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President Space Force Fucking With Only Remaining Backup/Alternative to GPS

28 thoughts on “President Space Force Fucking With Only Remaining Backup/Alternative to GPS

  1. As of right now, there are exactly three things between modern long-distance navigation and the Eighteenth Century:

    satellite navigation availabilityquartz clocksthese fucking broadcasts

  2. Yet, the purpose of government budget reductions is not to do things better, but to save money by doing less. Whenever this happens we can only hope it is not too much less.

    Sigh…

    /FFS

  3. They turned off the whole GPS system to keep Saddam from using it during the 1st Persian Gulf War and we "won" that pretty handily so I don't see any problem here.

    Reading further in the article I learned that the entire LORAN (LOng RAnge Navigation) system was shut down some years ago. Who knew? In the Vietnam War the Air Force used LORAN to triangulate for "all weather" bombing under a system called Sentinel Lock. Wasn't very accurate.

    Okay, now I'm going to comb the toast crumbs out of my chest-length beard and take my nap.

    1. According to Wikipedia, GPS wasn't shut down.
      https://en.wikipedia.org/wiki/The_Gulf_War#Techno

      Anyway, there is a technological successor to LORAN-C, dubbed eLoran, using digital signals to get better precision, etc. The UK still has LORAN-C up and running because the English Channel is both narrow and crowded, and the South Koreans are working to upgrade their (continuing) LORAN-C network to eLoran because (wait for it…) North Korea keeps fucking with their GPS signal.
      http://insidegnss.com/?s=loran

      Naturally, Congress is "taking it seriously" and has been doing so for a decade or so now. I'm beginning to think that the official US policy is to back up GPS with thoughts and prayers.

      1. Wow you obviously know your navigation systems, whereas I am just an interested/ignorant observer. and erstwhile cartographer.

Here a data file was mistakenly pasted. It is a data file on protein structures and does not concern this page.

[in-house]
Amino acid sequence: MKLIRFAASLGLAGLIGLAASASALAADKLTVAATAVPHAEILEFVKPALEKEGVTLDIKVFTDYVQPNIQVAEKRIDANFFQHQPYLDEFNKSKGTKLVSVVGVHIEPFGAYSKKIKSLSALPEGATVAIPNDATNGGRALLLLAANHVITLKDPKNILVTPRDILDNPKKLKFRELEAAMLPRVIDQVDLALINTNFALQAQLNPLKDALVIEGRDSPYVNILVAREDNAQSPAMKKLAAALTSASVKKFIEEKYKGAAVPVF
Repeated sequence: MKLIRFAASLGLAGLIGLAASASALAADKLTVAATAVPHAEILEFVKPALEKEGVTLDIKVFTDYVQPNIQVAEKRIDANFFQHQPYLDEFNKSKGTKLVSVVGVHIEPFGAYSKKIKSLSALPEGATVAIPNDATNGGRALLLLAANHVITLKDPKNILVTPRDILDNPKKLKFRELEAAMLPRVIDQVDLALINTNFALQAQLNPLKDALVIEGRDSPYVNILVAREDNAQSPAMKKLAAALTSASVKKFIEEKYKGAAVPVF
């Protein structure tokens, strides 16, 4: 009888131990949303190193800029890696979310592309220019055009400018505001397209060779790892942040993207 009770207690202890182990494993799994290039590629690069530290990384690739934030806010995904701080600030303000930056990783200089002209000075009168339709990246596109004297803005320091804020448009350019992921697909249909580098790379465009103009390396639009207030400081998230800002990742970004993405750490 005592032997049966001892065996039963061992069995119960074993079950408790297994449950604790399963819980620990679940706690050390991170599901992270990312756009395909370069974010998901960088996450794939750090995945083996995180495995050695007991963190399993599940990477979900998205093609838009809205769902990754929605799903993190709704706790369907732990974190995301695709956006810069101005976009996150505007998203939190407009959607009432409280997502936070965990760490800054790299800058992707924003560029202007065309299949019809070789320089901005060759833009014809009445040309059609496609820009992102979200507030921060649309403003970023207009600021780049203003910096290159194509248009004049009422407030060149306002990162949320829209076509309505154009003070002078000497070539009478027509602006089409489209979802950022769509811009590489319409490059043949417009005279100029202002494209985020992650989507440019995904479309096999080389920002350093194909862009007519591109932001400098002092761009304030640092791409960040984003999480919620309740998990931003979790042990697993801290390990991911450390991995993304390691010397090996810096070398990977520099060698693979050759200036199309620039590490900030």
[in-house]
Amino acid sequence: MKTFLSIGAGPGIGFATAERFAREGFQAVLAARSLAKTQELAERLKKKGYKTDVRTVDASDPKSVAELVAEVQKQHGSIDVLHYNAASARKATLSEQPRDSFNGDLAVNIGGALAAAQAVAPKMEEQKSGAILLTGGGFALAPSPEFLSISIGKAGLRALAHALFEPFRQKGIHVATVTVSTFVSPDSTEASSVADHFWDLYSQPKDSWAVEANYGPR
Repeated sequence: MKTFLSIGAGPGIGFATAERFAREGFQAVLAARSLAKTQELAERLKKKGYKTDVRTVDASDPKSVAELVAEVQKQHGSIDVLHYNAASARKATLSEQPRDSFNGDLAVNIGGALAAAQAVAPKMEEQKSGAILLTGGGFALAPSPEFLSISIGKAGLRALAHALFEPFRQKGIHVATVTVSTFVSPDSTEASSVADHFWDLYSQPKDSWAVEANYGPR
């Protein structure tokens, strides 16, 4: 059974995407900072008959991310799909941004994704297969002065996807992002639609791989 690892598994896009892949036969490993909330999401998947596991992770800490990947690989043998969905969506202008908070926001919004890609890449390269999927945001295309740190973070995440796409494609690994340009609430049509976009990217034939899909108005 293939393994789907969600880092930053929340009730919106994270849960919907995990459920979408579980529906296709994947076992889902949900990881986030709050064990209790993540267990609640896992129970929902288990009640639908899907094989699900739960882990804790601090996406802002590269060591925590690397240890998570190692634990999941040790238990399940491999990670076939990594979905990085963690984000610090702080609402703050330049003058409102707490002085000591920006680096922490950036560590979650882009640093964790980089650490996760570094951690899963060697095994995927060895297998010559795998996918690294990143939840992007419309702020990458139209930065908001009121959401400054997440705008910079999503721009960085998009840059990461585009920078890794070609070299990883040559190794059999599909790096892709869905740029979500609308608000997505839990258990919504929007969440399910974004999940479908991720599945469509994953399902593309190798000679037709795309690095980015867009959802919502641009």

To permit [mil GPS receivers] to be used to best effect, the "selective availability" feature of the GPS system was turned off for the duration of Desert Storm, allowing these commercial receivers to provide the same precision as the military equipment."

        That must be what I remember.

        Am I right in my belief that commercial air in the US is just starting to think about GPS navigation for airliners and such?

        1. No, commercial air travel is why GPS was made available to civilians in the first place; Reagan saw it as a way to stop Korean Airlines flights from wandering into Soviet airspace. The FAA operates some ground-based systems that work to augment GPS accuracy (GPS itself is USAF):
          https://en.wikipedia.org/wiki/Wide_Area_Augmentat

          The Holy Grail right now is augmenting it enough to be used on approach and landing.
          https://en.wikipedia.org/wiki/Local_Area_Augmenta

          Think of it as the difference between your car's GPS knowing what road you're on and knowing what lane you're in.

          This is all on the civilian side of things. Military GPS receivers already have access to encrypted frequencies that already allow a lot of augmentation.

    1. It's a good book but it overstated a bit the chronometer's victory over lunar distance measurements. You still wanted some sort of back-up to verify your chronometer against, and that meant either shelling out the money for three chronometers (if you only have two and one malfunctions, you won't know which one is the broken one), or having lunar distance tables available to fall back on. The US Naval Observatory kept publishing lunar distance tables in its almanac right on up to 1912, around the time that radio time signals caught on.

      If you lose GPS and there's no shortwave signal, your fall-back options are either to shell out the money to carry an actual atomic clock around with you (which cost a lot more than a GPS receiver), or you buy yourself a copy of the Stark Tables, the only book on the lunar distance method I can think of that's been published in the past century.

      (It's a neat book and the process the author devised is easy to follow, but literally half the work is calculating stuff the Navy stopped calculating for you in 1912.)

    1. "Time is the indefinite continued progress of existence and events that occur in apparently irreversible succession from the past through the present to the future."

      Notice the weaselly adverb: apparently irreversible.

      Cheerleader: WHAT DO WANT?

      Mob: TIME MACHINES!

      Cheerleader: WHEN DO WANT THEM?

      Mob: IT'S IRRELEVANT!

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